A partial screenshot of email from Harry to Jason. Harry's emails reads: Hi Jason, As discussed I'm excited to find my next 7 year adventure after a great time at Celtra. I learned most of what I know about SaaS sales at Celtra being fortunate enough to launch our brand direct efforts and selling deals from $200K to $2.5M to companies including Uber, Facebook, Spotify, Shopify, Square, Twitter, Kroger and others. Yet, the truth is, more deals closed lost than closed won - it's the way it is when you don't have product market fit and as a seller you are running the entire process from prospecting to qualification and opportunities. I probably wouldn't believe anyone who said they sold at start-ups and had a close rate over 50%. I love the craft of enterprise selling and whilst my only experience so far is creative software, from folks I've met, conferences I've been to and books I've read - the art of enterprise selling is typically universal and the most effective are able to: Tell great stories that captivate their audience and spark them to make change Qualify fast, focusing only on tasks that help them achieve their goals Help champions navigate their internal organization to get budget approval and executive sponsorship Focus not on 'MSA signed' but on the customer solving a problem...

Following my advice, I had sent Jason in my initial email; I didn’t demo too early. I saved my best highlights for when I sensed a moment of doubt:

A partial screenshot of email from Harry to Jason. Harry's emails reads: Hi Jason, You mentioned that the Kolide sell is very technical and it's likely most of my learning will be there. I probably won't bring a lot of understanding of the technical side of your prospects' problems with me. You're going to need to teach it to me but I can give you some insight into the sort of canvas you'll be working with. More interested in maths and physics than art and philosophy I'm technically minded by nature. As Jaka mentioned in his email: [harry is] The exact opposite of sleazy relationship-y "car salesman" archetype — he's geeky, hacks his home automation, loves technology, and loves bringing it into the right people's hands. Works *really* well with product & engineering to iterate on the product-market fit, has invented quite a few of our positioning narratives. I have an MSc in Information Management from the University of Sheffield which at the time was the number 1 information school in the UK. We covered modules including database design, information security, knowledge management, analytics and statistics....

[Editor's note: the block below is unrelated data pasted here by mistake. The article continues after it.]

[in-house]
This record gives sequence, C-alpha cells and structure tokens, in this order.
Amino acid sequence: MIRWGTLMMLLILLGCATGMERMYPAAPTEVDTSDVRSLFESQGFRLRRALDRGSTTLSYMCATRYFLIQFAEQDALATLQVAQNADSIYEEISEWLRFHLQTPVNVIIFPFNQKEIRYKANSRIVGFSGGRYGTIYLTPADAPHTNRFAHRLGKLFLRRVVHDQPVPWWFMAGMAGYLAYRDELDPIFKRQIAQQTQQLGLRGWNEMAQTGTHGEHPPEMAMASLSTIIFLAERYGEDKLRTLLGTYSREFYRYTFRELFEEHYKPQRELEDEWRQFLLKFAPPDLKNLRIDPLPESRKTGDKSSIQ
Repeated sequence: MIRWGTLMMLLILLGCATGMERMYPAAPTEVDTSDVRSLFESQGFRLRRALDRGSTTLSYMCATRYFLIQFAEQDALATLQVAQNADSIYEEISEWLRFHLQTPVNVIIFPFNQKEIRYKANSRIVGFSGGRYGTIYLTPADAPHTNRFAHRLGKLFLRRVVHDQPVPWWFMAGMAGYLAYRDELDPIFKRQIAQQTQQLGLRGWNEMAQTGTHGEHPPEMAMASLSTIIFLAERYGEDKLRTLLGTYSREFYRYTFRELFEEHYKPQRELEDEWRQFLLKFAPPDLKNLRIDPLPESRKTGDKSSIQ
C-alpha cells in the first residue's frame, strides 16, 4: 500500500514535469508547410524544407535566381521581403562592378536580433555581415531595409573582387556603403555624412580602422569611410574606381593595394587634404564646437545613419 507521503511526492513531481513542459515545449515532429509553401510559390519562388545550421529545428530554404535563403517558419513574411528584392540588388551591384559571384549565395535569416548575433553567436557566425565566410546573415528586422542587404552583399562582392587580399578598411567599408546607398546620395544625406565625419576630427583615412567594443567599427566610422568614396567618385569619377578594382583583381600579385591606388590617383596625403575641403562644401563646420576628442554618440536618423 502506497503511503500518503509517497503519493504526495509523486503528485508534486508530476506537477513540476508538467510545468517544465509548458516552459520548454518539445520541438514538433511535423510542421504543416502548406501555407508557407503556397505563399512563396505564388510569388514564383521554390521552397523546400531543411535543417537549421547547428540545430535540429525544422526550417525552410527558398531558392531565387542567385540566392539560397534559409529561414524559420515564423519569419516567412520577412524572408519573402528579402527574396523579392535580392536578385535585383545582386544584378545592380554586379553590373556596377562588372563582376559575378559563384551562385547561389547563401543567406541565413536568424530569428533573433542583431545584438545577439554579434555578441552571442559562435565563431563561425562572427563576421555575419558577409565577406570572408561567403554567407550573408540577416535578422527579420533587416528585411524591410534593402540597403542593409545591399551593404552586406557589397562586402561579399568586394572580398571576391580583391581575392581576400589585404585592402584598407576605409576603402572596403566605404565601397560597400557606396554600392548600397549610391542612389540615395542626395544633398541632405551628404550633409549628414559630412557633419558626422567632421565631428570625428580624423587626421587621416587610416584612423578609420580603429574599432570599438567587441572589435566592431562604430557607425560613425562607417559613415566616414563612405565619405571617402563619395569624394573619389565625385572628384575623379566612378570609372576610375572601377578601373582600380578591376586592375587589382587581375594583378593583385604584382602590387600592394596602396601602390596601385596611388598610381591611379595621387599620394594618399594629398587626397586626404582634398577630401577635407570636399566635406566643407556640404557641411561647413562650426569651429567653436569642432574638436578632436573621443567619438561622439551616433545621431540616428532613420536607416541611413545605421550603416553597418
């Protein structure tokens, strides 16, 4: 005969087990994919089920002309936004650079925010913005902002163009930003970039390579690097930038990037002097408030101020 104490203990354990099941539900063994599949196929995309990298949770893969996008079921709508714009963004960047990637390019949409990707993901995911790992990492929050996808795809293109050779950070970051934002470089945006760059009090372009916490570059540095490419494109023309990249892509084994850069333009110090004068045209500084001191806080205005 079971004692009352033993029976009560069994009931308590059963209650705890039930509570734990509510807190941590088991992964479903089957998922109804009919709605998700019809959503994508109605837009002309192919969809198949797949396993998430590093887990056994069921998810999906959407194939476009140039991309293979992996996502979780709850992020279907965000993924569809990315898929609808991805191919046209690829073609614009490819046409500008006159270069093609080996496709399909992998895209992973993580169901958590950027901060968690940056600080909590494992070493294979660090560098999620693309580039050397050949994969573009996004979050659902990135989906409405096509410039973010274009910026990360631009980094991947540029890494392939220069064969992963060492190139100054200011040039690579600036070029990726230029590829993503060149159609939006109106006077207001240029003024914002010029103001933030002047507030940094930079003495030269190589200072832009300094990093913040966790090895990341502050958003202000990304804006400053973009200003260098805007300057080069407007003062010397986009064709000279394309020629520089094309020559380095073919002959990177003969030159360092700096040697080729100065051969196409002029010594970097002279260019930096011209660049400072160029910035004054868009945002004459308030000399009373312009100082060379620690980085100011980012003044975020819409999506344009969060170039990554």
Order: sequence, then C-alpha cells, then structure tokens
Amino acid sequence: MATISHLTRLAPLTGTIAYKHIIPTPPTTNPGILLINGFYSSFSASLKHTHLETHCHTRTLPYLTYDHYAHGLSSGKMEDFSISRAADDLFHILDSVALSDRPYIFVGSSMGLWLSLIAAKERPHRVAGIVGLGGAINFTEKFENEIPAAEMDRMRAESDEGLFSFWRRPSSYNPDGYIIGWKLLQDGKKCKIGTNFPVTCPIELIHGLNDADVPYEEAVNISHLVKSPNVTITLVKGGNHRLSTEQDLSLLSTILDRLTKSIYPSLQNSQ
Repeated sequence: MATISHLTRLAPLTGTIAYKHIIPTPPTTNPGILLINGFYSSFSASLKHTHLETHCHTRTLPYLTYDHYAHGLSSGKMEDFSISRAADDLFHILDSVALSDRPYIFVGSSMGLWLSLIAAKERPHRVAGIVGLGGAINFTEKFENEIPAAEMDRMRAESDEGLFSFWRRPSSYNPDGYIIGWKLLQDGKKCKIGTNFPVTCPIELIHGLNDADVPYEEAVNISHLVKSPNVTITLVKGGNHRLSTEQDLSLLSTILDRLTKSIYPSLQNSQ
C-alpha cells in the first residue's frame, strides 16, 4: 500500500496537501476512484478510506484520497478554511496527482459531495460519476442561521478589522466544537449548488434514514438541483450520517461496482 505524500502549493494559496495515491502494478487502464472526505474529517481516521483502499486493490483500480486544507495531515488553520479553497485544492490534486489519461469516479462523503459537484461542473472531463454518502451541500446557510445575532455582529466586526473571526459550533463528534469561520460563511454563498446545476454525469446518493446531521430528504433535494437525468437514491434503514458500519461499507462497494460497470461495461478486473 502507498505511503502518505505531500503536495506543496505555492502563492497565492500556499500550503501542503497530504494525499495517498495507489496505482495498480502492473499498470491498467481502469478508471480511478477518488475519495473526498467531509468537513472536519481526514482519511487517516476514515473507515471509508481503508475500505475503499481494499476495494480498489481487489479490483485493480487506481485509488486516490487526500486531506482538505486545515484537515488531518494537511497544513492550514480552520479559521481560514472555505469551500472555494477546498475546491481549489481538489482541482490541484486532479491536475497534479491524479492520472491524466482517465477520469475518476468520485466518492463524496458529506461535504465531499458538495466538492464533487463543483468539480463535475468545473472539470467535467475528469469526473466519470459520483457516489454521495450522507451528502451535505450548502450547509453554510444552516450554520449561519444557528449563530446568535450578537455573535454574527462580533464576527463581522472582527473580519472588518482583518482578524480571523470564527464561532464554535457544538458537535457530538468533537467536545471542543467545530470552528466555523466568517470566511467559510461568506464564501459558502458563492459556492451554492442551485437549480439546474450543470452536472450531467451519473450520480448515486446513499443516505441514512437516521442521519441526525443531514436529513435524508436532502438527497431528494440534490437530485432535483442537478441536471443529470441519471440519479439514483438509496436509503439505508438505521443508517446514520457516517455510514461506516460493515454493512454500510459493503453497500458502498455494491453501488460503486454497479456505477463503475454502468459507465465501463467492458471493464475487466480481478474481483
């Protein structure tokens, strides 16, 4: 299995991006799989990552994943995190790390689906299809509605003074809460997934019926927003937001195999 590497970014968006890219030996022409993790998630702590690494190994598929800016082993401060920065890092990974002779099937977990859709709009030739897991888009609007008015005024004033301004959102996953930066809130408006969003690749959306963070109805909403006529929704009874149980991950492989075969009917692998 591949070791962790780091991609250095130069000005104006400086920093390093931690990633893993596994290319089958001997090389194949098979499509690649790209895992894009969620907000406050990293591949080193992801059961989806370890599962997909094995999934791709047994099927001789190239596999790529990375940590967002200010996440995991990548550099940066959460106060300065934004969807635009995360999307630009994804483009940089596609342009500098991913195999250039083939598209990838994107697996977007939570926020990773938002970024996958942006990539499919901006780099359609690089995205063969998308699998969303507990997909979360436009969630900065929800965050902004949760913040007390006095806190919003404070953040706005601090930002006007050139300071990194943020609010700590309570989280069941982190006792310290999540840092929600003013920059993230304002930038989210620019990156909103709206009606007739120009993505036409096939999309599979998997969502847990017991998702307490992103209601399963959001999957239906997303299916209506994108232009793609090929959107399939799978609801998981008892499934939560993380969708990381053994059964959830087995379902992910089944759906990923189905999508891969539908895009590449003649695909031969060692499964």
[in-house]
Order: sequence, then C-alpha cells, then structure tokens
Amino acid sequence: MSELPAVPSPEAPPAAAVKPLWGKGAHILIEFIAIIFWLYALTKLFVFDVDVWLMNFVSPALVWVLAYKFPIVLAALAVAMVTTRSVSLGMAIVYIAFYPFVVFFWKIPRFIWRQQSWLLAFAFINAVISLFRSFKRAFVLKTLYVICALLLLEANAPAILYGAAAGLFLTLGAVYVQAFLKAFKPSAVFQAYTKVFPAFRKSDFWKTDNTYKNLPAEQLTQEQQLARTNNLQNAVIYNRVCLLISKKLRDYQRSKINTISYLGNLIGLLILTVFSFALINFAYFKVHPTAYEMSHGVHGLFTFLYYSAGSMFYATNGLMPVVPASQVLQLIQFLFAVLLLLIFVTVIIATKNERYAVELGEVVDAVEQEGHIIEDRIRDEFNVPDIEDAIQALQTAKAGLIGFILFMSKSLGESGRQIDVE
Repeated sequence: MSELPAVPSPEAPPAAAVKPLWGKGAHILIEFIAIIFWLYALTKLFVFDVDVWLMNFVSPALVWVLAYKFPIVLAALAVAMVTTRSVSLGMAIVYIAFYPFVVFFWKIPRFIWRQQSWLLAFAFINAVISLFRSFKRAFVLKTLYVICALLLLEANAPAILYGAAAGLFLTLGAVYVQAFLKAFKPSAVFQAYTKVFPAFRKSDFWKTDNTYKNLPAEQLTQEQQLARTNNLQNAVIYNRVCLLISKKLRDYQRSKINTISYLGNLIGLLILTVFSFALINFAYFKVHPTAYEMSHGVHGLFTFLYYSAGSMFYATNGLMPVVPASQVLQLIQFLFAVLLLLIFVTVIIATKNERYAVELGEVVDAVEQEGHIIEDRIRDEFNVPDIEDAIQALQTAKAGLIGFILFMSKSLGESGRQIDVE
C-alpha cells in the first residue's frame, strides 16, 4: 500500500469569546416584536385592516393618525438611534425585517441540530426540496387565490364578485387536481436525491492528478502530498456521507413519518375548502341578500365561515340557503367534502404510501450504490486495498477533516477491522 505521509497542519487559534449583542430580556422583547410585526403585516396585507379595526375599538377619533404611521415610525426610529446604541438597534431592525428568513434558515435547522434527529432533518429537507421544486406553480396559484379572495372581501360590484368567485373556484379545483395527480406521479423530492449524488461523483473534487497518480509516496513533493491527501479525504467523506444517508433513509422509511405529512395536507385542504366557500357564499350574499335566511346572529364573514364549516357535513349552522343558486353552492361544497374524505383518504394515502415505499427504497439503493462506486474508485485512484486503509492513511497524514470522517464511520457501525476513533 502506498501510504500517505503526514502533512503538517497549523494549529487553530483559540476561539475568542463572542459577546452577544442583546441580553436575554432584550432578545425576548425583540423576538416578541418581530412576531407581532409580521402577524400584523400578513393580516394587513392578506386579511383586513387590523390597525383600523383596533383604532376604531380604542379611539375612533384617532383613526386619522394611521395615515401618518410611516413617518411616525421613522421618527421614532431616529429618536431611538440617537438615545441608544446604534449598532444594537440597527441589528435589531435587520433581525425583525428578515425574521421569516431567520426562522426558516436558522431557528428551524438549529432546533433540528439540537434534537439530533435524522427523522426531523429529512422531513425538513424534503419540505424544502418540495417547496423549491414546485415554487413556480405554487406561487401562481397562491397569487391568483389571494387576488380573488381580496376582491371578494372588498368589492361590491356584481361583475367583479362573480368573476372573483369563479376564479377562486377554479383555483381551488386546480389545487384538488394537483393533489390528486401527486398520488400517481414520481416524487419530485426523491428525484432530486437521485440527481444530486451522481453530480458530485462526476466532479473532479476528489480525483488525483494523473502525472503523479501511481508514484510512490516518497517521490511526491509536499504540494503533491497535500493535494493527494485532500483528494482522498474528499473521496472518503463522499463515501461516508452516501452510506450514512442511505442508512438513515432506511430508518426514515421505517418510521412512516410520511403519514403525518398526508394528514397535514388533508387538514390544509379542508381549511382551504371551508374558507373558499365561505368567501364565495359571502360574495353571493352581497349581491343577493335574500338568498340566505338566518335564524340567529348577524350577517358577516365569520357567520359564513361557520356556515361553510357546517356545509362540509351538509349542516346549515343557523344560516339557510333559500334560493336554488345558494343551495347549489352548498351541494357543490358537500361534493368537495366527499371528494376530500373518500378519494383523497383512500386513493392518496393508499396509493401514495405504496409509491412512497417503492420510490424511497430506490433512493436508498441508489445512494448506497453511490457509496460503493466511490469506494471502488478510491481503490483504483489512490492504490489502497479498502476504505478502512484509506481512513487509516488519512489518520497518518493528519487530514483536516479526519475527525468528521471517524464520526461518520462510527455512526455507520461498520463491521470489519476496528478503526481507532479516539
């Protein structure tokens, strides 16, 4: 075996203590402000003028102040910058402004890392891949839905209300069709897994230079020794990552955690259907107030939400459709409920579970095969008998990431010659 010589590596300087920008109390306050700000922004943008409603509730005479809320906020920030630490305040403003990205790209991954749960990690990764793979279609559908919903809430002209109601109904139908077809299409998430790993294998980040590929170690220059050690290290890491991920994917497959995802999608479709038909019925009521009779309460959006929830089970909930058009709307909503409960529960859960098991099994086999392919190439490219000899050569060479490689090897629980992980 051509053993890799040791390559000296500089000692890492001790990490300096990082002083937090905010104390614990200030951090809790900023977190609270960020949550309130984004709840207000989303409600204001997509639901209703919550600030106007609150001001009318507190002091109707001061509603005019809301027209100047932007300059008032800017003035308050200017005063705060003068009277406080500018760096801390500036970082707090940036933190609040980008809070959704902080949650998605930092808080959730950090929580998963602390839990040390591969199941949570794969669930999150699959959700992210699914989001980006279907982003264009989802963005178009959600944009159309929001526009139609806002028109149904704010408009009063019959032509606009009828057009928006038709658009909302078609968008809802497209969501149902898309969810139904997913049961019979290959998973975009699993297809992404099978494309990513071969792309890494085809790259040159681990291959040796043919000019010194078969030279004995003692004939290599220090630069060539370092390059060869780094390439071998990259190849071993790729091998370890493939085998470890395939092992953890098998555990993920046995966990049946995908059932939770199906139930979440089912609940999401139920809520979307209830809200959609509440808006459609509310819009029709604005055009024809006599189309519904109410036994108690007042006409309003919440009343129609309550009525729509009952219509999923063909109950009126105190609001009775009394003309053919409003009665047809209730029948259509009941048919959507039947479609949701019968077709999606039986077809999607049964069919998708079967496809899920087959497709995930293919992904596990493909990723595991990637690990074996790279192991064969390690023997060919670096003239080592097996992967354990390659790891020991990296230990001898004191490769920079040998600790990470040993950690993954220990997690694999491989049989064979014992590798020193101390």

Finally, I deployed my final weapon right at the end. Testimonial. My research surfaced a connection between Kolide’s primary investment partner and one of Celtra’s that knew me well. I timed this reference to go across shortly before meeting with Kolide’s lead investor at Matrix Partners.

A partial screenshot of email conversation between Harry and Joe Medved of Lerer Hippeau. Harry asks if Joe is connected to Kolide's lead investor. Joe replies that they aren't super close, but close enough to put in a good word if he needs it.

Most importantly, I used each stage to demonstrate my skills for the role.

On September 3rd, 2020, I received an offer to join Kolide as their first sales hire.

Fourteen months later, it has been a career-changing experience. I was right to stay focused in my job search. I am an excellent fit for Kolide — Kolide is an excellent fit for me. Now, I have the opportunity to do what I set out to do; bring my vision to life. Now, I have the chance to look forward to each new day working with Kolide.

How You Can Do It Too

When push came to shove, and I was sent to the job search world, I didn’t know what to expect. I started from the beginning, so I stuck to what I knew. I knew sales, I knew the process of creating an opportunity where there wasn’t one, and that’s what I did.

Here’s my advice on how you can do it, too. Make a shortlist of companies you are excited about, ensuring that each company needs what you are selling: your experience and your ability.

If a role only lets you use 50% of your abilities, you’re wasting 50% of what you can offer. The role I found at Kolide allows me to use 100% of my abilities, which leaves me feeling fulfilled and excited to give my energy to build a company that I believe in.